Research Study of Immigrant Women Subject to Domestic Abuse

November 4, 2011

CJE Opinion No. 2011-4     

You have "developed an English language questionnaire which tests for different types of behavior commonly associated with domestic violence (40 criteria) and also seeks to capture demographic data."  You will continue to conduct this research study on your own time, using your own resources.  You will hold "one training session to a core group in MIRA (`train the trainers') to explain the questionnaire and plan logistics . . . ."  Upon receiving completed questionnaires from MIRA, you "will assemble the data, analyze, draw conclusions, and publish the results which should be beneficial to the administration of justice."  You would also "like to present the results . . . at educational seminars or conferences and prepare an article for publication in a professional legal forum."  In presenting these results, you will not make "recommendations for advocacy or any course of conduct . . . ."

You will not engage "in advance publicity or notices about" the research study; you will not exchange ideas or render advice to the Participating Organizations; you will not know which Participating Organization collected each individual questionnaire; you will not involve yourself "in outreach or legislative advocacy of the results" of the research study; and you will not periodically meet with MIRA or any Participating Organizations involved in the research study "or in serving domestic violence victims."(1)  

B.  MIRA's Role

MIRA is "a tax exempt organization with a headquarters in Boston ." MIRA does "not appear in court on behalf of clients nor [does it] have any staff lawyers."  MIRA "has never appeared before [you] and is not likely to do so in the future."

In the role of intermediary, MIRA "would take the lead and identify" Participating Organizations and would "contact and enlist" them for you.  MIRA would "describe the purpose pending in the Probate and Family Court department."  Id.   As a member of the coalition's advisory committee, the judge would provide advice and lend support to the coalition's programs and his name, as a member, would appear on the coalition's stationery.  Id.   The Committee concluded that the judge's "membership in an organization dedicated to the needs of women who are battered would call into question [his] impartiality in deciding cases . . . . It would also tend to lend the prestige of [his] office to advancing the interests of battered women and has the potential to convey the impression that persons served by the organization have a special position of influence with [him]."  Id.  

Here, although your association with MIRA is more attenuated than that of the judge in CJE Opinion 91-2 - and even more so with respect to the Participating Organizations - you are still relying on an entity that is clearly an advocate for one side of the matter.  See id.  Moreover, not only are the respondents likely among the beneficiaries of the research study, but they are also potentially among the future litigants in your court.  See id.

While your intentions in seeking to improve a particular population group's access to justice are laudable, and while your efforts to distance yourself from those with a particular point of view are thorough, the Committee is of the opinion that it is inevitable that you will be perceived to be in the corner of the victims of domestic violence.(2)  Moreover, lurking beneath the able to overcome the cultural barrier and bring a case to court.  See CJE Opinion 2010-1 (noting that Code seeks balance between need to improve administration of justice and "obligation to maintain both the appearance and actual independence from an advocacy point of view"); cf. CJE Opinion 2003-16 (concluding that Code did not permit judge to serve on governor's commission to review Department of Correction because, inter alia, "judge's involvement in recommending policies concerning the intimate details of the [DOC's] organization and operation . . . would likely be seen as an endorsement of the substantive positions and recommendations of the commission. . . . [and as an] align[ment] with the interests of law enforcement").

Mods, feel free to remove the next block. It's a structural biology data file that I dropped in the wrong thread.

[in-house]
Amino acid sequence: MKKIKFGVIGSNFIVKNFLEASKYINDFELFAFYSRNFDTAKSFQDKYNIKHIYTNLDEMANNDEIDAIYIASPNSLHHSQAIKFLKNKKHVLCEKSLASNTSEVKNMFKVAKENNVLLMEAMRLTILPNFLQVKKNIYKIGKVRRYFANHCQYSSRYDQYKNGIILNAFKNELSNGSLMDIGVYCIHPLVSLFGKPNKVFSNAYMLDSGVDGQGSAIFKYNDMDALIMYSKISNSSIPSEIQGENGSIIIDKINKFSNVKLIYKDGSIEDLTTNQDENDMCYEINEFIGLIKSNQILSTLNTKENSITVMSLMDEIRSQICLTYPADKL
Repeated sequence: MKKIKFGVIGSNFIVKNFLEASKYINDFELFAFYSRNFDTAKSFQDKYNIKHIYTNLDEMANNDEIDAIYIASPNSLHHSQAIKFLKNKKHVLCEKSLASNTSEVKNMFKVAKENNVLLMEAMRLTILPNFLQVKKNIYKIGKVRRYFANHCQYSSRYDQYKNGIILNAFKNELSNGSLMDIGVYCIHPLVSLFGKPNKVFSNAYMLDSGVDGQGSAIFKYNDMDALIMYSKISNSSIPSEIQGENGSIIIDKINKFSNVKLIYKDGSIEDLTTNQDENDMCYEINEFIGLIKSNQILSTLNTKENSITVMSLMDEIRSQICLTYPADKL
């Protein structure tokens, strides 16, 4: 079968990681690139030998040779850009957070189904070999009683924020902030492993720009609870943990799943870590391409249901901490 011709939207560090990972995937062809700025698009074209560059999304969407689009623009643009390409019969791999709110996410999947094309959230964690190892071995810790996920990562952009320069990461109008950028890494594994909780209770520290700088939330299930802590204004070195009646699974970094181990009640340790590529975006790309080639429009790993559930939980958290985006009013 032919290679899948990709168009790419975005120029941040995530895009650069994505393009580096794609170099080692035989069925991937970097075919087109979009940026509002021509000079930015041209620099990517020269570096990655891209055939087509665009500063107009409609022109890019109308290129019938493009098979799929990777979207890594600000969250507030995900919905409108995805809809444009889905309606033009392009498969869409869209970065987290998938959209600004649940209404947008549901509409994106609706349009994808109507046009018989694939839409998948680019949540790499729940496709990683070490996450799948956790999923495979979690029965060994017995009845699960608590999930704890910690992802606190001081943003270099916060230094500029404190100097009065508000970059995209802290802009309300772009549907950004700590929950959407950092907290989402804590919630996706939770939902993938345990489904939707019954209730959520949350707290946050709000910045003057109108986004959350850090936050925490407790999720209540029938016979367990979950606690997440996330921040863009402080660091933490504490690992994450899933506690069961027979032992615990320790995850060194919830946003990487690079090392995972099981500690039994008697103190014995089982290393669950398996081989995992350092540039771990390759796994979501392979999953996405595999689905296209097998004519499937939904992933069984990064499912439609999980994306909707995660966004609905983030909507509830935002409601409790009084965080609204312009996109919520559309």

Accordingly, the Code prohibits your further participation in this research study.


1.   In fact, "[t]here will not be any standing or regularly meeting group, organization, membership, roundtable, or committee, advisory or otherwise, involved in this" research study.

2.  To clarify, research alone is not problematic, nor is a desire to work to improve the administration of justice based on facts.  Compare CJE Opinion 99-2 (finding that Code did not allow judge to research and write three papers on general subject of judicial administration because judge was doing so pursuant to contract with "a law reform organization with a self-described point of view concerning the administration of justice"), with CJE Opinion 93-2 (concluding that Code permitted Probate and Family Court judge to write forward to book on divorce written by non-attorney whom judge did not know, but admonishing judge not to "write anything that would `cast doubt on his capacity to decide impartially any issue that may come before him'" and to take care, "both in what [he] [said] in [his] own words and in the way [he] associate[d] himself with anything the author" said).  Cf. CJE Opinion 98-17 (opining that Code permitted judge to accept award for "case scheduling system and forms" that "`promoted settlements and sped up the process'" which the judge had developed himself after business hours with no public capital).